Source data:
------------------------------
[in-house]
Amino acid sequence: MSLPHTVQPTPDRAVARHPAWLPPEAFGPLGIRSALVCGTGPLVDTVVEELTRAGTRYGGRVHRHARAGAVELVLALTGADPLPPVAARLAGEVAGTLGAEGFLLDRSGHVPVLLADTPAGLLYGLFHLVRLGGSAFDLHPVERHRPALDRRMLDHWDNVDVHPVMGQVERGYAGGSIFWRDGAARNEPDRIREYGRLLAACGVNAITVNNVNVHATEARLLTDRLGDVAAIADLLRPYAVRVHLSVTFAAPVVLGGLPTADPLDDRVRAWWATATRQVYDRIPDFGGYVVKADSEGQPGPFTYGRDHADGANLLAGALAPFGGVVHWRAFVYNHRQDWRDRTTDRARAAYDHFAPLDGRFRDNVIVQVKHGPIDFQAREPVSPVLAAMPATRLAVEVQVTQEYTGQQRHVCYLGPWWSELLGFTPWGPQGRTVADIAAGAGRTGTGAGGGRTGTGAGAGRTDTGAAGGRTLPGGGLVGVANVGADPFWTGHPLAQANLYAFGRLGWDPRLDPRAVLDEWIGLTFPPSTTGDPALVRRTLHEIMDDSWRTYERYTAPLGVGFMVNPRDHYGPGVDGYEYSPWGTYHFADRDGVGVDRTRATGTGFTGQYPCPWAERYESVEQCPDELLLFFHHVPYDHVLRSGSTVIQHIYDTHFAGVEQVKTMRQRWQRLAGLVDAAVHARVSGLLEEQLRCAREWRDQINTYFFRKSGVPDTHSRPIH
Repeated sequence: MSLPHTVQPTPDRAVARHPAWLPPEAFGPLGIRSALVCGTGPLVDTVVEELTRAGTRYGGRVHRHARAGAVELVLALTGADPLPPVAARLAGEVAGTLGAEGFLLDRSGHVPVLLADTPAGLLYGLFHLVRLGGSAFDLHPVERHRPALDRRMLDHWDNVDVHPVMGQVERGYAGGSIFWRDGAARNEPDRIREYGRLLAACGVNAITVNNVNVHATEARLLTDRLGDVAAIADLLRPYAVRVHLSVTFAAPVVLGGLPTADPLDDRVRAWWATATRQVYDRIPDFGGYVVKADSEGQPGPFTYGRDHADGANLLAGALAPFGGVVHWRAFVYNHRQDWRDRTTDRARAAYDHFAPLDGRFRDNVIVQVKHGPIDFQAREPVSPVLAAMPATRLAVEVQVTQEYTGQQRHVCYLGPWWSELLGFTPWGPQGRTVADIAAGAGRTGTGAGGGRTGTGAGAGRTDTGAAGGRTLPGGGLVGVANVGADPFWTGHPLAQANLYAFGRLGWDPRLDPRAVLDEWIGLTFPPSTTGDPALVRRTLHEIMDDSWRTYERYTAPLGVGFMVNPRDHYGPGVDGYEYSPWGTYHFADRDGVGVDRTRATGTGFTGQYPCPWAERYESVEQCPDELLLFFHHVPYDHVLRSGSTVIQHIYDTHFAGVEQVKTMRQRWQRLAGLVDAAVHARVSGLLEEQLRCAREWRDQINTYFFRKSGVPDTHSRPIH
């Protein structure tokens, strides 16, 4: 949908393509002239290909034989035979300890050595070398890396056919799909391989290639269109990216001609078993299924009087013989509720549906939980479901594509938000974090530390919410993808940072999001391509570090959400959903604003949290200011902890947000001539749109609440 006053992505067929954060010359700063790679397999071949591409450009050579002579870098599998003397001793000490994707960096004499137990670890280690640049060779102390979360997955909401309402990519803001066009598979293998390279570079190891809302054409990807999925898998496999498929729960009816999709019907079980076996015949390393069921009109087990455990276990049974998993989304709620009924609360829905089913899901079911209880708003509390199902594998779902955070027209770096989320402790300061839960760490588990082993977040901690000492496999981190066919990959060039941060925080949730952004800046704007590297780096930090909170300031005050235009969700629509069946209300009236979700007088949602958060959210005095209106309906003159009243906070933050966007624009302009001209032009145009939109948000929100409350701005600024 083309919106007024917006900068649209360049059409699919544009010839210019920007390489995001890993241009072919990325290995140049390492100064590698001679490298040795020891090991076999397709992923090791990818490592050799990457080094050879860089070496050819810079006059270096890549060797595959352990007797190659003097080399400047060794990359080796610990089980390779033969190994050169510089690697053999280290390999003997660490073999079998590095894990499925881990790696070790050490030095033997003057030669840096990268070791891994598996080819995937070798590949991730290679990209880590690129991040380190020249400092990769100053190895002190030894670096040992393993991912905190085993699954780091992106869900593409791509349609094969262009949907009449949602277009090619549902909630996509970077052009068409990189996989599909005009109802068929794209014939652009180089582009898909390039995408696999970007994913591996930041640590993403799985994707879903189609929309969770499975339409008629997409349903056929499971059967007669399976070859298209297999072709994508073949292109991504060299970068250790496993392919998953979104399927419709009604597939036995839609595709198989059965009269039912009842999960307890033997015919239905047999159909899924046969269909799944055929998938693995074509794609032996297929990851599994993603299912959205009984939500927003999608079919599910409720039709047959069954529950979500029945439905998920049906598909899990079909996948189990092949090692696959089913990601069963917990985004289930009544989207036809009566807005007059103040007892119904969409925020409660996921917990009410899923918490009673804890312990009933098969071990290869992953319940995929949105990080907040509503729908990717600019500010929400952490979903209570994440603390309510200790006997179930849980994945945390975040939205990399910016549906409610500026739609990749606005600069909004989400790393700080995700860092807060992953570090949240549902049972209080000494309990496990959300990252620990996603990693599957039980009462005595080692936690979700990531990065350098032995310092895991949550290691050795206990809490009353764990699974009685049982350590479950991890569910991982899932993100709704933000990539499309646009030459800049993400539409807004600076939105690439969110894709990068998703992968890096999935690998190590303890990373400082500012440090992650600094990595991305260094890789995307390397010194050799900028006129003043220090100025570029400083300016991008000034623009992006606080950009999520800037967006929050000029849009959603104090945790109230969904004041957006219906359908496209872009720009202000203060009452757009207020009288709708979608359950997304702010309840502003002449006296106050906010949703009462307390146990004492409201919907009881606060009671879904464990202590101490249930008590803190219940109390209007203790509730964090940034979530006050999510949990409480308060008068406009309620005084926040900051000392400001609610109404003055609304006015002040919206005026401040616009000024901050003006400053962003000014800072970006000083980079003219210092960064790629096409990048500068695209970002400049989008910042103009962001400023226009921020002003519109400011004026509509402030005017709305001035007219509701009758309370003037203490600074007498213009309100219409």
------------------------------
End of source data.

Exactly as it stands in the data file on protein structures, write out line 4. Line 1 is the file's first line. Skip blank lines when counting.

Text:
């Protein structure tokens, strides 16, 4: 949908393509002239290909034989035979300890050595070398890396056919799909391989290639269109990216001609078993299924009087013989509720549906939980479901594509938000974090530390919410993808940072999001391509570090959400959903604003949290200011902890947000001539749109609440 006053992505067929954060010359700063790679397999071949591409450009050579002579870098599998003397001793000490994707960096004499137990670890280690640049060779102390979360997955909401309402990519803001066009598979293998390279570079190891809302054409990807999925898998496999498929729960009816999709019907079980076996015949390393069921009109087990455990276990049974998993989304709620009924609360829905089913899901079911209880708003509390199902594998779902955070027209770096989320402790300061839960760490588990082993977040901690000492496999981190066919990959060039941060925080949730952004800046704007590297780096930090909170300031005050235009969700629509069946209300009236979700007088949602958060959210005095209106309906003159009243906070933050966007624009302009001209032009145009939109948000929100409350701005600024 083309919106007024917006900068649209360049059409699919544009010839210019920007390489995001890993241009072919990325290995140049390492100064590698001679490298040795020891090991076999397709992923090791990818490592050799990457080094050879860089070496050819810079006059270096890549060797595959352990007797190659003097080399400047060794990359080796610990089980390779033969190994050169510089690697053999280290390999003997660490073999079998590095894990499925881990790696070790050490030095033997003057030669840096990268070791891994598996080819995937070798590949991730290679990209880590690129991040380190020249400092990769100053190895002190030894670096040992393993991912905190085993699954780091992106869900593409791509349609094969262009949907009449949602277009090619549902909630996509970077052009068409990189996989599909005009109802068929794209014939652009180089582009898909390039995408696999970007994913591996930041640590993403799985994707879903189609929309969770499975339409008629997409349903056929499971059967007669399976070859298209297999072709994508073949292109991504060299970068250790496993392919998953979104399927419709009604597939036995839609595709198989059965009269039912009842999960307890033997015919239905047999159909899924046969269909799944055929998938693995074509794609032996297929990851599994993603299912959205009984939500927003999608079919599910409720039709047959069954529950979500029945439905998920049906598909899990079909996948189990092949090692696959089913990601069963917990985004289930009544989207036809009566807005007059103040007892119904969409925020409660996921917990009410899923918490009673804890312990009933098969071990290869992953319940995929949105990080907040509503729908990717600019500010929400952490979903209570994440603390309510200790006997179930849980994945945390975040939205990399910016549906409610500026739609990749606005600069909004989400790393700080995700860092807060992953570090949240549902049972209080000494309990496990959300990252620990996603990693599957039980009462005595080692936690979700990531990065350098032995310092895991949550290691050795206990809490009353764990699974009685049982350590479950991890569910991982899932993100709704933000990539499309646009030459800049993400539409807004600076939105690439969110894709990068998703992968890096999935690998190590303890990373400082500012440090992650600094990595991305260094890789995307390397010194050799900028006129003043220090100025570029400083300016991008000034623009992006606080950009999520800037967006929050000029849009959603104090945790109230969904004041957006219906359908496209872009720009202000203060009452757009207020009288709708979608359950997304702010309840502003002449006296106050906010949703009462307390146990004492409201919907009881606060009671879904464990202590101490249930008590803190219940109390209007203790509730964090940034979530006050999510949990409480308060008068406009309620005084926040900051000392400001609610109404003055609304006015002040919206005026401040616009000024901050003006400053962003000014800072970006000083980079003219210092960064790629096409990048500068695209970002400049989008910042103009962001400023226009921020002003519109400011004026509509402030005017709305001035007219509701009758309370003037203490600074007498213009309100219409």